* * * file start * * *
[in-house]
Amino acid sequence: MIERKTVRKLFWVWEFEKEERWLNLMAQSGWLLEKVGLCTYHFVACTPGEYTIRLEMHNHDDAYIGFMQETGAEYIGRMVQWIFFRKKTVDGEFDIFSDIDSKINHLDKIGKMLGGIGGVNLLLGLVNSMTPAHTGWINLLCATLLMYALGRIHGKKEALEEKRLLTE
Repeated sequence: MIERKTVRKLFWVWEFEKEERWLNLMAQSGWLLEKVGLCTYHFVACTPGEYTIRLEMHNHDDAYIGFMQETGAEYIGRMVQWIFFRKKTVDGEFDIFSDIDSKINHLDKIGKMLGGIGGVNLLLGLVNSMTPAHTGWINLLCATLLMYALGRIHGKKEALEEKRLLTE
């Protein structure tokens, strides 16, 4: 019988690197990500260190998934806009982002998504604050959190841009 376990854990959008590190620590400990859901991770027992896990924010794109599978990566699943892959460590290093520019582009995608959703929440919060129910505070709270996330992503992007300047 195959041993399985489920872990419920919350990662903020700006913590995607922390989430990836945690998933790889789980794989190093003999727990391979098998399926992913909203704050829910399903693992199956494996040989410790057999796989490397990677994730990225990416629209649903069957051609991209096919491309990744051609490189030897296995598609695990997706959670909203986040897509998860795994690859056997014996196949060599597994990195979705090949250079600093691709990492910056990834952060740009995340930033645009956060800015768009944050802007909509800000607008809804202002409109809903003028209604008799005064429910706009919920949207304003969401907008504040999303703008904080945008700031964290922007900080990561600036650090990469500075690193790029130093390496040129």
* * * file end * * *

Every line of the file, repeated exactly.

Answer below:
[in-house]
Amino acid sequence: MIERKTVRKLFWVWEFEKEERWLNLMAQSGWLLEKVGLCTYHFVACTPGEYTIRLEMHNHDDAYIGFMQETGAEYIGRMVQWIFFRKKTVDGEFDIFSDIDSKINHLDKIGKMLGGIGGVNLLLGLVNSMTPAHTGWINLLCATLLMYALGRIHGKKEALEEKRLLTE
Repeated sequence: MIERKTVRKLFWVWEFEKEERWLNLMAQSGWLLEKVGLCTYHFVACTPGEYTIRLEMHNHDDAYIGFMQETGAEYIGRMVQWIFFRKKTVDGEFDIFSDIDSKINHLDKIGKMLGGIGGVNLLLGLVNSMTPAHTGWINLLCATLLMYALGRIHGKKEALEEKRLLTE
């Protein structure tokens, strides 16, 4: 019988690197990500260190998934806009982002998504604050959190841009 376990854990959008590190620590400990859901991770027992896990924010794109599978990566699943892959460590290093520019582009995608959703929440919060129910505070709270996330992503992007300047 195959041993399985489920872990419920919350990662903020700006913590995607922390989430990836945690998933790889789980794989190093003999727990391979098998399926992913909203704050829910399903693992199956494996040989410790057999796989490397990677994730990225990416629209649903069957051609991209096919491309990744051609490189030897296995598609695990997706959670909203986040897509998860795994690859056997014996196949060599597994990195979705090949250079600093691709990492910056990834952060740009995340930033645009956060800015768009944050802007909509800000607008809804202002409109809903003028209604008799005064429910706009919920949207304003969401907008504040999303703008904080945008700031964290922007900080990561600036650090990469500075690193790029130093390496040129």